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The Ultimate Writer’s Guide for the Novice Author

September 6, 2015
If you really want to be a writer, don't let anybody or anything discourage you. (image via wikimedia)

If you really want to be a writer, don’t let anything discourage you. (image via wikimedia)

An Ultimate Writer’s Guide is not about giving advice.  Writers can get advice all over the internet.  An Ultimate Writer’s Guide is about discussing what’s in store for novice authors without discouraging authors or scaring them off.

It’s true, being a novice author can be tough.  The money might be nonexistent.  Since most writers don’t make much money from writing, almost all of them have to work full-time jobs, and that means writers don’t have much time for writing.  Even with blogs and social media, there’s no guarantee that a writer will be able to build an audience.  Despite these challenges, being a writer can be worth the time and effort.

The money issue isn’t everything, but it can’t be ignored.  Even with easy self-publishing and ebooks that don’t cost anything to create, it’s still difficult to make a profit off of writing.

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4 Reasons Why Most Writers Don’t Make Much Money

(image via Wikimedia)

Writing might not get you a lot of this. (image via Wikimedia)

Last year was a financial disaster if you look only at what I made from my writing.  I think my ebooks pulled in about $10.00 last year.  That’s okay because I hadn’t expected to make much, and evidently, I’m not alone.  An article in/at The Guardian shows that most writers (depending on how you define “most”) earned less than $1,000 from their writing last year, and you can’t really do much with that over the course of a year.  I don’t know what percentage earned $10.00 or less.  Maybe I don’t want to know.

Last year, famous rich author Elizabeth Gilbert said writing was “f*cking great.”  That was easy for her to say because she’s “f*cking rich” (I quoted myself there).  I make next to nothing from writing, and I still think writing is “f*cking great.”  I think I have more credibility on this issue than she does.  But even though writing is great, I know that I probably won’t make much money (I hope I’m wrong) for four basic reasons.

Read more here!

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Even though most writers don’t make much money, writers write anyway, and why not?  When you think about it, there has never been a better time to be a writer!

5 Reasons Why It’s Great To Be a Writer Today

He’s grinning because he hasn’t noticed any of his mistakes yet. (image via wikimedia)

He’s grinning because he hasn’t noticed any of his mistakes yet. (image via wikimedia)

It’s easy for most writers to be negative.   It’s tough to make enough money to earn a living.   We’re never satisfied with what we’ve written.  No matter how many people read and respond to our work, it’s never enough.  But even with these challenges, it’s better to be a writer today than it’s ever been.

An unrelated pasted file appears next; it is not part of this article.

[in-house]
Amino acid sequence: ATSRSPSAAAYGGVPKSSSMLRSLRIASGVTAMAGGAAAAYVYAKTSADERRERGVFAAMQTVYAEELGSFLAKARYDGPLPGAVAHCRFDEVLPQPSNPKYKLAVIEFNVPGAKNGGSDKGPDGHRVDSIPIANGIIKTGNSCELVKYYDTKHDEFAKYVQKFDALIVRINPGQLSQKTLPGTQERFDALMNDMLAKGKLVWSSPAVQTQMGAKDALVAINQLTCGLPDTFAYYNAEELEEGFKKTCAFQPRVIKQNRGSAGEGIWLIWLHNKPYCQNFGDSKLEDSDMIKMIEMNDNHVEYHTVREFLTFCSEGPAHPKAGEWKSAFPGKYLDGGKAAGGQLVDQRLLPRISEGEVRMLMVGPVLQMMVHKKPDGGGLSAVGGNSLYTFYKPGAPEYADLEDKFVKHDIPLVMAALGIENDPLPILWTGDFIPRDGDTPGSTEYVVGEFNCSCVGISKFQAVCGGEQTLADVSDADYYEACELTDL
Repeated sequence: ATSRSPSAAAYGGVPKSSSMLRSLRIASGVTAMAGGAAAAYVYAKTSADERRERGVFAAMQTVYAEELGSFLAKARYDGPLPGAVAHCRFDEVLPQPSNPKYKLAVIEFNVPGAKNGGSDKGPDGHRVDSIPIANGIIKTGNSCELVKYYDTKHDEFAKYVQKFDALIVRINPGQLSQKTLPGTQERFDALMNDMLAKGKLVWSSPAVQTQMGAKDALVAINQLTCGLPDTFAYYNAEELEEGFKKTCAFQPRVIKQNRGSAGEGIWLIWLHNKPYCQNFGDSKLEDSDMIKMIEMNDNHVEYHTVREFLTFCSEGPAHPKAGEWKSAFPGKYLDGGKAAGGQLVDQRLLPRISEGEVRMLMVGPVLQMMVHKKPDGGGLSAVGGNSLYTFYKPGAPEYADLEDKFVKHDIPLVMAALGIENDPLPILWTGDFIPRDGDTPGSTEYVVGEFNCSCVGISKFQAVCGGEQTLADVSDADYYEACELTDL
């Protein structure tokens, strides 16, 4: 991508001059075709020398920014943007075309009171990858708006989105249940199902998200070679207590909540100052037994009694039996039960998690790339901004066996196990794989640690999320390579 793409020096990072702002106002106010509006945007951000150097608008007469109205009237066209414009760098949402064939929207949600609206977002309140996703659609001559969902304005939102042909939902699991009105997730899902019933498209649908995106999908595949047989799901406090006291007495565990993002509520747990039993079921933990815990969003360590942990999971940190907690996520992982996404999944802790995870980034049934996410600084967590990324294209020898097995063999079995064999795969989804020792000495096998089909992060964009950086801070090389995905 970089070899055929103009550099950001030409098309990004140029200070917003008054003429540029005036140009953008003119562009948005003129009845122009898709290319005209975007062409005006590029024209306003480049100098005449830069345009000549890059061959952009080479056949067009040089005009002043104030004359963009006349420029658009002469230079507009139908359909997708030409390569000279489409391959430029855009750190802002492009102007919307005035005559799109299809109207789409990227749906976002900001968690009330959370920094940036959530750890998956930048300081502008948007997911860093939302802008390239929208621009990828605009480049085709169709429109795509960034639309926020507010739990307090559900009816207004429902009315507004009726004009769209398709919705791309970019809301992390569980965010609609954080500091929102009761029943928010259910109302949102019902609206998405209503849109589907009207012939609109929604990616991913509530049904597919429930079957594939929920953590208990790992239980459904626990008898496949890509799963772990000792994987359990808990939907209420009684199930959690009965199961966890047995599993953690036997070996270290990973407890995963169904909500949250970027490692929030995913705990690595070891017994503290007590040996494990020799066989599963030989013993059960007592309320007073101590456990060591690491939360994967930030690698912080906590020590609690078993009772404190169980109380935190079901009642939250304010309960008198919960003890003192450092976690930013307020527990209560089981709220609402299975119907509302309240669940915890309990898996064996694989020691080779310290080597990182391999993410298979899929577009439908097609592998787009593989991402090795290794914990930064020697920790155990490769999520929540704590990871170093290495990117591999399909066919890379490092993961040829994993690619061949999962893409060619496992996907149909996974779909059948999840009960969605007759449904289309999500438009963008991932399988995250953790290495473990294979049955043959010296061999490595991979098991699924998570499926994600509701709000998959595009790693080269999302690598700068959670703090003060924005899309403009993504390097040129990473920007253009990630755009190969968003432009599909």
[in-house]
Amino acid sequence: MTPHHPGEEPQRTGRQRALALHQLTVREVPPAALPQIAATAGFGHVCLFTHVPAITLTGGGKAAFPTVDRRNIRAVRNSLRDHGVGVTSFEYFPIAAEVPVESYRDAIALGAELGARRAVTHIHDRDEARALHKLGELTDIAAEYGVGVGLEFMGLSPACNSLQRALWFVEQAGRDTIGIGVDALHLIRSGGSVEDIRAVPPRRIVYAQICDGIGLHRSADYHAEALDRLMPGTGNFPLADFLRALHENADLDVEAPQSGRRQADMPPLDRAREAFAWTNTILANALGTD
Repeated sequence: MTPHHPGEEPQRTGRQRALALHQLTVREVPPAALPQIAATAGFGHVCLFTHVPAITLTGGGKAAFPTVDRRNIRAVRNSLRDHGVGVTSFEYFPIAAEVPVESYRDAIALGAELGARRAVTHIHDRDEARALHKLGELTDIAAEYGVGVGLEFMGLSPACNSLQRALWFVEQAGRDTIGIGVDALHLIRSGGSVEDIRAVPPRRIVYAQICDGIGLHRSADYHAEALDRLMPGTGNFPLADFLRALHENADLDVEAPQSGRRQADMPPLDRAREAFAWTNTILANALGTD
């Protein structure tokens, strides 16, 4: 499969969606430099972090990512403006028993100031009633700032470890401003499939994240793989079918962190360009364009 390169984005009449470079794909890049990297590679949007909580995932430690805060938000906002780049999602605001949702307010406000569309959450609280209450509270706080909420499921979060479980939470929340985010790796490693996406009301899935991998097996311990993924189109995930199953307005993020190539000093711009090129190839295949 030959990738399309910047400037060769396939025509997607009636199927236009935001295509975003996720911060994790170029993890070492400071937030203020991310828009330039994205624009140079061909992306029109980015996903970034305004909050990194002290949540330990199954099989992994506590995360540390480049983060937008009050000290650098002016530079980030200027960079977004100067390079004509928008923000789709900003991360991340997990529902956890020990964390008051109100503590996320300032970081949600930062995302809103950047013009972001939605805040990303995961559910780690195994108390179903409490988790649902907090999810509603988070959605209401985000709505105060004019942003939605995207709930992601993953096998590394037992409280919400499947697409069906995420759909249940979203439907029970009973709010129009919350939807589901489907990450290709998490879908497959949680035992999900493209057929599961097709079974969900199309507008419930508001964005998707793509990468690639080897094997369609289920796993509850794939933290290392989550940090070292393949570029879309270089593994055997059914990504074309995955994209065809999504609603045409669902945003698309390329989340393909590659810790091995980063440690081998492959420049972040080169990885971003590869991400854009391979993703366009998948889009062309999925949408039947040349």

1. Writing is physically easier than it’s ever been.

Authors used to have to physically hold a pencil or a pen and physically write out each word on a sheet of paper.  Even worse, back in the really old days, writers had to dip quills into ink and then got beaten by monks if they made a mistake.

I’m not sure that ever really happened because there’s no ancient video footage of monks beating writers who made mistakes.  If there’s no video footage of an event, I’m skeptical that it ever happened.  Then again, back in the 1970s I saw nuns rap student knuckles with rulers, so if  nuns in the 1970s were doing that, I’m pretty sure in the really old days monks did much worse to young writers who made errors on their parchments.  After all, nothing inspires perfection like the threat of violence.

Read more here!

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It may be a great time to be an author, but writing can still be frustrating and emotionally draining.  Sometimes writers need some encouragement that doesn’t come from family and friends.  Writers want words of wisdom from those who have been successful.  But beware!  Sometimes writing advice from famous authors can backfire!

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5 Famous Quotes About Writing That Might Be Evil

“The road to Hell is paved with adverbs.”- Stephen King
Then why did I learn about them in the first place? (image via Wikimedia)

When a famous author writes a quote about writing, aspiring authors pay attention. After all, nobody knows more about writing than a famous author. Some quotes about writing have become so widely known that they’re almost accepted without second thought. But what if these famous quotes were meant to be misleading? What if the famous authors were just messing with us? What if famous authors were toying with our emotions and fragile egos? What if these famous authors were just… evil?

Below are five famous quotes about writing that MIGHT be evil:

QUOTE #1 “There is nothing to writing. All you do is sit down at a typewriter and bleed.”- Ernest Hemingway

Read more here!

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It’s easy for famous writers to come up with quotes about writing because they’re famous and they’ve made lots of money.  But maybe writers who haven’t made money can contribute something to the discussion as well.

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What Makes You a Writer?

You might be a writer if you use this, but you also might want to update your technology. (image via Wikimedia)